Outpatient Management of Acute Bacterial Skin and Skin Structure Infections - Episode 9
Lipoglycopeptide Therapies for Gram-Positive Infections
Segment description: Peter L. Salgo, MD; Yoav Golan, MD; and Bruce M. Jones, PharmD, BCPS, review the advantages and disadvantages of newer long-acting lipoglycopeptide antibiotics, such as dalbavancin and oritavancin, compared with the standard treatment of vancomycin.
Peter L. Salgo, MD: Now, you did mention that we had some new agents coming up, and I promised we’d get to them. There are at least 2; let’s take a look at these. There’s dalbavancin and oritavancin, right? What’s so special about these drugs that we’re talking about them today in this setting?
Yoav Golan, MD: What makes them special is that they both have activity against the relevant pathogens that are the most common causes of skin infections, which are gram-positives: Streptococcus and Staphylococcus, including MRSA (methicillin-resistant Staphylococcus aureus). Their spectrum of activity is very relevant to skin infections, and both are indicated for acute bacterial skin and skin structure infections.
Peter L. Salgo, MD: These are lipoglycopeptides, right?
Yoav Golan, MD: That’s right. They are like, in a sense, a new-generation vancomycin with some additional properties. Of course, what makes them unique is their very long half-life, which allows the entire course to be given in 1 infusion.
Peter L. Salgo, MD: The entire course in 1 infusion. What does that mean?
Yoav Golan, MD: Well, it means that once you are done infusing the antibiotic, you take away the need for IV antibiotic, as an indication for anything. We just had a long discussion about the fact that many patients get admitted from the emergency department for the sole reason of requiring IV antibiotics. Once you give them the last drop of one of those 2, oritavancin or dalbavancin, by that, you have taken away the IV antibiotics. You took away the 1 indication for admitting them, and now there’s no reason to admit them. That’s only 1 example for that; another example is, if you compare them with a long course of a multiple-times-a-day antibiotic like vancomycin, for example, their effectiveness is equivalent.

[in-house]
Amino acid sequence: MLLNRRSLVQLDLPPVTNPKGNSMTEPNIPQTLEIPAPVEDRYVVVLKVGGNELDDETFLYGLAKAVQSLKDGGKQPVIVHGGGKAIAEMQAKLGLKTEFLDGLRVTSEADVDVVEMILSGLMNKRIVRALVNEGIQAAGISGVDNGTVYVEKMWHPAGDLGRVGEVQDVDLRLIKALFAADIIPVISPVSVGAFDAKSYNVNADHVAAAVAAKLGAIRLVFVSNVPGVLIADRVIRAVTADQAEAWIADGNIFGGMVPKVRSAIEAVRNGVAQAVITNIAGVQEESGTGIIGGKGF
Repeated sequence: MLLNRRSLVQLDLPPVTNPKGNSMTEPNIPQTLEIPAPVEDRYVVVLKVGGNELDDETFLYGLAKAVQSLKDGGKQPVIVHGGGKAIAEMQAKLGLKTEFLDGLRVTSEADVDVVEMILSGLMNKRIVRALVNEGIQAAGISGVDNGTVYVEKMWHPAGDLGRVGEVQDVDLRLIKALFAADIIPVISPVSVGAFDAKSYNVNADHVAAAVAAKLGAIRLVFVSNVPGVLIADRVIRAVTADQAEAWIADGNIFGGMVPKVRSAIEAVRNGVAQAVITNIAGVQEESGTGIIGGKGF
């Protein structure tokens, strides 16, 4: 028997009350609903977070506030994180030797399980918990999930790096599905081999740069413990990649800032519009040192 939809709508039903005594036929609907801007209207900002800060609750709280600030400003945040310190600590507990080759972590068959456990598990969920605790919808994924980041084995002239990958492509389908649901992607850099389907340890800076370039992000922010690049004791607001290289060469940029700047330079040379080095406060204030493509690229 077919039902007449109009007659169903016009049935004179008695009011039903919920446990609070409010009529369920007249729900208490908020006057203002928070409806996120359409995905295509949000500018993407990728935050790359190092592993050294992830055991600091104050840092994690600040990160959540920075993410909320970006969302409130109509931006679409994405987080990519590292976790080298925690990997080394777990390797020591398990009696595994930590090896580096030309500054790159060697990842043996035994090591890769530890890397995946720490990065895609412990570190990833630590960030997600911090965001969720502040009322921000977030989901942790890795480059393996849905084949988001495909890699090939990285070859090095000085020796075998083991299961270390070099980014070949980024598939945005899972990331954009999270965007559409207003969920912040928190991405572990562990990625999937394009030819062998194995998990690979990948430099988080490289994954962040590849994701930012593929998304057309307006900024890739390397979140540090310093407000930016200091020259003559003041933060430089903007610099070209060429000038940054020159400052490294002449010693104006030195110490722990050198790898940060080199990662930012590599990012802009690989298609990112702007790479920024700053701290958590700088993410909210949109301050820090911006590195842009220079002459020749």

Peter L. Salgo, MD: Let me be sure I’m hearing this correctly; maybe I’m not. Their half-life is such that if you give them 1 dose, they don’t have to come back ever again for more antibiotics, or 1 dose is good for the day? What are you saying?
Yoav Golan, MD: It’s 1 dose, and then they don’t have to come back. You gave them all the antibiotics that they needed, and they don’t have to get any additional antibiotic therapy.
Peter L. Salgo, MD: You’re kidding, right? This is good.
Yoav Golan, MD: Well, try to imagine we have a 1-dose antibiotic for any type of infection.
Peter L. Salgo, MD: I’m just flabbergasted; this is wonderful. Now we have these 2 agents. First of all, activity against gram-positive and gram-negative. What are the advantages and disadvantages here in terms of resistant species? What does all of this look like?
Bruce M. Jones, PharmD, BCPS: Activity specifically against gram-positives—a very similar profile to that of vancomycin—you’re not going to have the gram-negative coverage. Outside that, as he mentioned, being able to give a full course of therapy at one time. Very similar profile between oritavancin and dalbavancin, but there are some unique properties that distinguish them. If you look at a cost standpoint, there’s a little bit of a difference, but specifically, infusion time as an example. Dalbavancin, 30-minute infusion versus a 3-hour infusion for oritavancin. Some of the other things that get lost in there, too, are also minimum volume. Dalbavancin can go in as little as 300 mL, where you have to put oritavancin in a liter. If you look at mechanism of action, dalbavancin has one mechanism of action, very similar to vancomycin. Oritavancin has 2, maybe 3; so multiple mechanisms of action. If you look at profile, we touched on a little bit about gram-positive coverage. I will say, too, especially with enterococci species that are vancomycin-resistant, I would have a lot more confidence in oritavancin. Overall, besides that, they have pretty similar properties.
Peter L. Salgo, MD: What about allergic responses, side effects of these drugs, downsides of either? Compare the 2.
Bruce M. Jones, PharmD, BCPS: Especially with these drugs, the biggest thing I would worry about if I’m giving one of these is that it is going to stay therapeutic for 2 weeks and going to stay in the body maybe even as long as a month. What happens if they have an allergic reaction or a side effect? When you have specifically some of those, like dalbavancin as an example, they have over 2500 patients in their phase II and phase III studies that they’ve looked at. They specifically looked at safety and tolerability, and what they found was that from a side effect standpoint, they were very similar to competitors—linezolid and vancomycin. Also, they looked at how long those adverse events last. They actually lasted shorter amounts of time, so good safety and tolerability.
Peter L. Salgo, MD: Even though the main drug antibacterial effect lasted longer, the side effects were not a bigger issue.
Bruce M. Jones, PharmD, BCPS: Absolutely.
Peter L. Salgo, MD: That’s reassuring anyway.
Yoav Golan, MD: There were a few additional advantages over vancomycin. We mentioned earlier that we push the trough levels of vancomycin high, and we now see more and more kidney toxicity.
Peter L. Salgo, MD: You’re scaring me with that.